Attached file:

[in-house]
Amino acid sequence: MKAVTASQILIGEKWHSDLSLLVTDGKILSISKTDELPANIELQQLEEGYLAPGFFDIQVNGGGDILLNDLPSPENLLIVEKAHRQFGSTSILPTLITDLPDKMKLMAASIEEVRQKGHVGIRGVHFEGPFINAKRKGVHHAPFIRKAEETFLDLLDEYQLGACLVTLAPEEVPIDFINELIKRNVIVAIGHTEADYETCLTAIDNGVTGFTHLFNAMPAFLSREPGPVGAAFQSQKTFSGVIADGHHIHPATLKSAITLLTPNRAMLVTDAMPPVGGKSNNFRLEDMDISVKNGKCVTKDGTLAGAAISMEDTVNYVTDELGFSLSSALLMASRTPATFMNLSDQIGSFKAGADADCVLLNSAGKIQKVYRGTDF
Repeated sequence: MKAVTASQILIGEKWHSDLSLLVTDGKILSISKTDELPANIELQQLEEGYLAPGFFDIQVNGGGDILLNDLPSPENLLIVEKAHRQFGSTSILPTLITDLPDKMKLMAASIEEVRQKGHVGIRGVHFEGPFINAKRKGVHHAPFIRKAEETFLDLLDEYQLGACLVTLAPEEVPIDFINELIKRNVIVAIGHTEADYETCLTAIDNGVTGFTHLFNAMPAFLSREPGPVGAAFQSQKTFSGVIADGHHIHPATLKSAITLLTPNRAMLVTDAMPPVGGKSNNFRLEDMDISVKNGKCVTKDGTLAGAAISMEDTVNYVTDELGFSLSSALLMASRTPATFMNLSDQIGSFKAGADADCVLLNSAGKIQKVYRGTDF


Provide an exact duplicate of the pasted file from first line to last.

[in-house]
Amino acid sequence: MKAVTASQILIGEKWHSDLSLLVTDGKILSISKTDELPANIELQQLEEGYLAPGFFDIQVNGGGDILLNDLPSPENLLIVEKAHRQFGSTSILPTLITDLPDKMKLMAASIEEVRQKGHVGIRGVHFEGPFINAKRKGVHHAPFIRKAEETFLDLLDEYQLGACLVTLAPEEVPIDFINELIKRNVIVAIGHTEADYETCLTAIDNGVTGFTHLFNAMPAFLSREPGPVGAAFQSQKTFSGVIADGHHIHPATLKSAITLLTPNRAMLVTDAMPPVGGKSNNFRLEDMDISVKNGKCVTKDGTLAGAAISMEDTVNYVTDELGFSLSSALLMASRTPATFMNLSDQIGSFKAGADADCVLLNSAGKIQKVYRGTDF
Repeated sequence: MKAVTASQILIGEKWHSDLSLLVTDGKILSISKTDELPANIELQQLEEGYLAPGFFDIQVNGGGDILLNDLPSPENLLIVEKAHRQFGSTSILPTLITDLPDKMKLMAASIEEVRQKGHVGIRGVHFEGPFINAKRKGVHHAPFIRKAEETFLDLLDEYQLGACLVTLAPEEVPIDFINELIKRNVIVAIGHTEADYETCLTAIDNGVTGFTHLFNAMPAFLSREPGPVGAAFQSQKTFSGVIADGHHIHPATLKSAITLLTPNRAMLVTDAMPPVGGKSNNFRLEDMDISVKNGKCVTKDGTLAGAAISMEDTVNYVTDELGFSLSSALLMASRTPATFMNLSDQIGSFKAGADADCVLLNSAGKIQKVYRGTDF